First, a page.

D Tp for KAHANG Aerodrome defence.
E and F Tps in reserve in harbourage near KLUANG
Adv RHQ to 27 Bde Adv HQ near JEMALGANG.
Rear RHQ and B Ech to remain in the MENGKIBOL Estate harbourage.
Heavy and continuous rain had fallen in the last 24 hours and conditions in the MENGKIBOL Estate harbourage, as in other harbourages were far from ideal. Roads and tracks were ankle deep with the sticky mud that was characteristic of the district. The greatest difficulty was experienced in getting the vehicles off the main road and dispersed amongst the rubber trees where they would be afforded concealment from air observation. Once in, it was almost impossible to get them out again until the ground dried. The 2 i/c, Maj J.S. Workman quickly got road making operations under way, and in a few days metalled roads led out to the main bitumen road from all sub unit areas in the Regt harbourage. To this day it remains a mystery where the 2 i/c managed to "scrounge" all the road metal that he obtained for this work
Dec. 8, 1941 brought us the news that JAPAN without making a formal declaration of war had made air raids and bombed PEARL HARBOUR and SINGAPORE.
A few days later, F Tp under Capt C.G. Filmer was sent to BUKIT LANGKAP, a Japanese owned iron ore concession on the SEMBRONG River about 12 miles up from the mouth.
During the next two weeks the Regt settled down in the various positions and proceeded to make themselves as comfortable as only Australians can do whenever they stop long enough in one spot to have more than a couple of meals. At this point one must mention what a boon the Colernan Spirit Stoves were. These, some 40 odd, were a gift to the Regt from the Regimental Comforts Fund and they proved invaluable under the conditions existing in Malaya. Each vehicle group in the Regt possessed at least one and it enabled rations to be broken down to small lots and hot meals prepared for small groups of men in isolated localities.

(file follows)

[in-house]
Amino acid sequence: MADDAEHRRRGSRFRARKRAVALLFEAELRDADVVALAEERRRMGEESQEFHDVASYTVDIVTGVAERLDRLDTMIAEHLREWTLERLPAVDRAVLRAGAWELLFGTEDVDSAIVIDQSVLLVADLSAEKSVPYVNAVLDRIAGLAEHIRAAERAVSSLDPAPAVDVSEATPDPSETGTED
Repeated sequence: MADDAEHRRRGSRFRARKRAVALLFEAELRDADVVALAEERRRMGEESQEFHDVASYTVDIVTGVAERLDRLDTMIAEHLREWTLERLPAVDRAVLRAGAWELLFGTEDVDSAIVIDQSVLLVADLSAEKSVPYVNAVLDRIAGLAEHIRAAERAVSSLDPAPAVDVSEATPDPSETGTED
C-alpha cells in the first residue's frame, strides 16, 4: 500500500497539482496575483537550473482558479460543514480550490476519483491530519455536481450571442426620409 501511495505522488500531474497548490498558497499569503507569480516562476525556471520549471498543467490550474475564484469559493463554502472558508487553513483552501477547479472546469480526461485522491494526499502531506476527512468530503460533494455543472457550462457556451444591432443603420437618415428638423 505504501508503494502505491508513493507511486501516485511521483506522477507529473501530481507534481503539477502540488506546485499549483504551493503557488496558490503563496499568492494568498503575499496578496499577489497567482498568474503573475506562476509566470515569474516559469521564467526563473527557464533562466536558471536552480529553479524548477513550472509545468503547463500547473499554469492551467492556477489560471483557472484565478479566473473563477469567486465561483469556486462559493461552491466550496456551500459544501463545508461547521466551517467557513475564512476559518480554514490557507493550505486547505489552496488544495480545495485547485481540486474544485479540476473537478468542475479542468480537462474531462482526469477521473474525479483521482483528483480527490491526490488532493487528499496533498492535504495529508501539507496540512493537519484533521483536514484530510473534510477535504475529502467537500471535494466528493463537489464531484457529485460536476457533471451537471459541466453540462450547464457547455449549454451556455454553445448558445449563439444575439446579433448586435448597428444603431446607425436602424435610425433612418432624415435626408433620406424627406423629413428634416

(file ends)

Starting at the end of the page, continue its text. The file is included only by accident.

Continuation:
Between Dec. 11 and 22, 1941 the 3 inch mortars were changed over Tp by Tp and at last the Regt became fully equipped with 25 pdrs to everyone's great delight The mortars were returned to BOD at JOHORE BAHRU
Adv RHQ at JEMALUANG closed down on Dec 22 and reopened at the MENGKIBOL Estate, KLUANG.
The following day the RMO, Capt C.R.B. Richards, undertook a highly important mission. He was despatched with a roll of Straits Settlement dollar notes to SINGAPORE to purchase extra Christmas fare for the Regt and the success of his mission may be judged by the fact that on Christmas Day each man in the Regt received, in addition to the ordinary rations, a portion of poultry, a bottle of beer or soft drink, a helping of plum pudding, nuts, raisins, etc. For this handout once again we have to thank the ladies of the Regimental Comforts Fund. Their devoted and untiring efforts on behalf of the Regt resulted in large remittances in cash at regular intervals.
On Dec. 23, 1941 F Tp was withdrawn from BUKIT LANGKAP and returned to harbourage at the MENGKIBOL Estate.
CHRISTMAS DAY, 1941, the Regt's first away from Australia, passed quietly in the various positions and justice was done to the good fare provided, and, as cheerful a time as possible was had by everyone in spite of the weather, mosquitoes and absence of loved ones.
B Tp was recalled from SEDILL Boom on Dec 27, 1941 and joined up with the rest of the Regt in MENGKIBOL Estate.
The new 25 pdrs required to be calibrated as quickly as possible. After some search it was decided to do this from one of the Tp positions occupied by our sister Regt, the 2/10th near MERSING. This necessitated a 60 mile trip to the 22 Bde area on the East coast. One Tp at a time was relieved from its operational role, made the trip, shot the calibration series and returned immediately and resumed its operational role. Then the next Tp, and so on until all had completed the shoot. Much assistance was received from the 2/10 Fd Regt in preparation in positions, survey, etc., and without this assistance and cooperation it would not have been possible to have completed the calibration shoot so expeditiously. The targets fired on were two "Pagars" Malay fish traps) situated some distance out from the shore. Dec 28 and 29 were occupied this way.